Wednesday, 24 April 2013


“If we don’t end war, war will end us.” - H. G. Wells

With Anzac Day coming around again this year it was distressing to hear that some radical groups are agitating to stop “celebrating” this day. What was offensive to me was firstly the choice of the word “celebrate”. Anzac Day is a “commemorative” day, not a “celebratory” one. My dictionary advises:

celebrate |ˈsɛlɪbreɪt| verb
1 publicly acknowledge (a significant or happy day or event) with a social gathering or enjoyable activity: They were celebrating their wedding anniversary at a swanky restaurant.

commemorate |kəˈmɛməreɪt| verb
recall and show respect for (someone or something): A wreath-laying ceremony to commemorate the war dead.

Anzac Day is one of Australia’s most important national commemorative occasions. It marks the anniversary of the first major military action fought by Australian and New Zealand forces during the First World War. It falls on the 25th of April each year, and this day was officially named Anzac Day in 1916. Anzac stands for Australian and New Zealand Army Corps. On the 25th of April 1915, Australian and New Zealand soldiers formed part of the allied expedition that set out to capture the Gallipoli peninsula. It is a sad day, one for contemplation not for celebration…

On the morning of 25 April 1915, the Anzacs set out to capture the Gallipoli peninsula in order to open the Dardanelles to the allied navies. The objective was to capture Constantinople (now Istanbul in Turkey), the capital of the Ottoman Empire, and an ally of Germany. 

The Anzacs landed on Gallipoli and met fierce resistance from the Ottoman Turkish defenders. Their plan to knock Turkey out of the war quickly became a stalemate, and the campaign dragged on for eight months. 

At the end of 1915, the allied forces were evacuated. Both sides suffered heavy casualties and endured great hardships. Over 8,000 Australian soldiers were killed. News of the landing on Gallipoli and the events that followed had a profound impact on Australians at home. The 25th of April soon became the day on which Australians remember the sacrifice of those who had died in the war.

In the multicultural community that is Australia, it is not only the Anglosphere Australians that commemorate Anzac Day. Turkish Australians join in the commemoration and remember their own dead. Both sides of past war remember the loss of life and commiserate with each other on the tragic waste of youth and resources that war effects on all sides. With the coming of the Second World War, Anzac Day also serves to commemorate the lives of Australians who died in that war. The meaning of Anzac Day today includes the remembrance of all Australians killed in military operations.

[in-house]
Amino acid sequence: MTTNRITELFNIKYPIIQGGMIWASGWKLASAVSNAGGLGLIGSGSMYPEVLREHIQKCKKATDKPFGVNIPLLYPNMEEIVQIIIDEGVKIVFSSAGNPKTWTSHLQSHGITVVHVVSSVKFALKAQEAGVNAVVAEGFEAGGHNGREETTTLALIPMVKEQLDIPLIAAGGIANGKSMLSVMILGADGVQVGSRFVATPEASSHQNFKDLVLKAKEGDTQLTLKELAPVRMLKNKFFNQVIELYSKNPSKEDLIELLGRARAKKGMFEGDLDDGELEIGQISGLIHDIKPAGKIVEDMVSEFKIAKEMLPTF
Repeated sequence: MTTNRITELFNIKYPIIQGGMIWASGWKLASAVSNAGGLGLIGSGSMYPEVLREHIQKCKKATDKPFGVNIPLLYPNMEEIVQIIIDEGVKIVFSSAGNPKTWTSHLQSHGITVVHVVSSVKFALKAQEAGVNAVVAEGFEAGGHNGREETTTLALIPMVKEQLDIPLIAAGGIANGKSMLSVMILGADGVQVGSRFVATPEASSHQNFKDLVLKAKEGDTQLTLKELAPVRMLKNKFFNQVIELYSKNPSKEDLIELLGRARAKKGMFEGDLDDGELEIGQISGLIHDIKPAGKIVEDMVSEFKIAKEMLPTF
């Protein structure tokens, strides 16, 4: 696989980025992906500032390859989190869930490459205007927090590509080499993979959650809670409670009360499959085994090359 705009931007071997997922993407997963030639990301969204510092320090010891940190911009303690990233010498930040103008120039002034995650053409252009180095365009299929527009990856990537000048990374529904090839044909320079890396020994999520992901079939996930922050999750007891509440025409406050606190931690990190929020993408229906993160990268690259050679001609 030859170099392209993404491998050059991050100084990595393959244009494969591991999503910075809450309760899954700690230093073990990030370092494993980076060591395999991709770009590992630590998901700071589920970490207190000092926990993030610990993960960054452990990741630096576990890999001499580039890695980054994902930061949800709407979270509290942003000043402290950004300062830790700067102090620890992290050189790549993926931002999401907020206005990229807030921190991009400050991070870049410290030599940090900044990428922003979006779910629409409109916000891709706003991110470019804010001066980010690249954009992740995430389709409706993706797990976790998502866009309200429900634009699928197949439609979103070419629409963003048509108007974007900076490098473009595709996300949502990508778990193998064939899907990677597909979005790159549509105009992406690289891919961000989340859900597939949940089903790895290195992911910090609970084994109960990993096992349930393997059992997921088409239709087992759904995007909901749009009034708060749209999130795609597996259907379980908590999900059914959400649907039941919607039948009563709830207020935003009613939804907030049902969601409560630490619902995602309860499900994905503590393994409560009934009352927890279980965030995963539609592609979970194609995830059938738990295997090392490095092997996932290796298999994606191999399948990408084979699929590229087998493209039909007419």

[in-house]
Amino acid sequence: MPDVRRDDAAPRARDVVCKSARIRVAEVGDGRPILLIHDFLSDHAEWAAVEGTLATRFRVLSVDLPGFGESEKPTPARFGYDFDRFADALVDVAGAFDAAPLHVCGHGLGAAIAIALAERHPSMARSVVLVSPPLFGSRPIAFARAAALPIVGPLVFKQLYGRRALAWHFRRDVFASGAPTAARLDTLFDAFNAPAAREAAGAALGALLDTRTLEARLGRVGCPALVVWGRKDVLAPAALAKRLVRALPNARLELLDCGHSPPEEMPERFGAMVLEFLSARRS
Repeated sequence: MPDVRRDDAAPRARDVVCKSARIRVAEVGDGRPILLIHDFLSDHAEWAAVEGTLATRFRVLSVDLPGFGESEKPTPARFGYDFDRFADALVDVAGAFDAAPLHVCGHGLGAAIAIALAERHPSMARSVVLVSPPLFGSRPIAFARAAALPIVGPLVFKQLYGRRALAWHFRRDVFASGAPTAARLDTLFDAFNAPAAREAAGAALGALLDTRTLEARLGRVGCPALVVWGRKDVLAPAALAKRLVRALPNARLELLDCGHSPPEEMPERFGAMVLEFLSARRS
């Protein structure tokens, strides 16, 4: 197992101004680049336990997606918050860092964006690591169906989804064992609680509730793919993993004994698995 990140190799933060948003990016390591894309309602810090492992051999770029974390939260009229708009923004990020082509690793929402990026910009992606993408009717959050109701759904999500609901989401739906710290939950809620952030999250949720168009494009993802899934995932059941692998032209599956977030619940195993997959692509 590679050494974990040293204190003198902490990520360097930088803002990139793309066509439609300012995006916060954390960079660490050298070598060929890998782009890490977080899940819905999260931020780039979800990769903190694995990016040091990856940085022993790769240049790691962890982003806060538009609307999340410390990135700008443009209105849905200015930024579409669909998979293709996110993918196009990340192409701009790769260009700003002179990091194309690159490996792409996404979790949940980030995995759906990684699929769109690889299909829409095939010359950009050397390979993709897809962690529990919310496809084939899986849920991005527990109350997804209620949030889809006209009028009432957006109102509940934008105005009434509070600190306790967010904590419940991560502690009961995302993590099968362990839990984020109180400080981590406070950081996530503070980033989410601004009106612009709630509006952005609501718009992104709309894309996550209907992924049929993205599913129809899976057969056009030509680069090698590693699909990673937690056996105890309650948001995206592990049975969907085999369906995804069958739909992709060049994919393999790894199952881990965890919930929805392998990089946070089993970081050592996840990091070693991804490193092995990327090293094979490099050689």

Commemorative services that are held at dawn are a characteristic feature of the day, remembering the time of the original landing in Gallipoli. Later in the day, ex-servicemen and women meet to take part in marches through the major cities and in many smaller centres. Commemorative ceremonies are held at war memorials around the country. A typical Anzac Day ceremony may include the following features: An introduction, hymn, prayer, an address, laying of wreaths, a recitation, the Last Post, a period of silence, either the Rouse or the Reveille, and the national anthem. After the Memorial’s ceremony, families often place red poppies beside the names of relatives on the Memorial’s Roll of Honour, as they also do after Remembrance Day services. Rosemary is also symbolic of the day, as it is a symbol of remembrance and it also is found to this day growing wild on the Gallipoli Peninsula.

Some people find it easier to hate than to love. Some find it easier to divide rather than to unite. These same radical people with extreme political and/or religious views can take any occasion and use it as an excuse to polarise the population, fan latent flames of prejudice, ignite embers of old hatreds, stress greatly points of difference and incite disruption, violence and ill-will. Days such as Anzac Day should be used as a powerful means of bringing together people who remember a shared experience of loss and remember those whose lives were cut short. Anzac Day is an opportunity for aspiring to peace, while remembering war. Anzac Day should unite, not divide.

1 comment:

  1. I agree that Anzac Day is an opportunity for aspiring to peace, while remembering war. But I am not sure that a memorial event about war between human beings can unite. Only in Gallipoli itself did I feel a sense of true magnanimity.

    I tried to include the Boer War in our memories of sacrifice, but it may have been too long ago for most Australians, New Zealanders and Brits.

    thanks for the link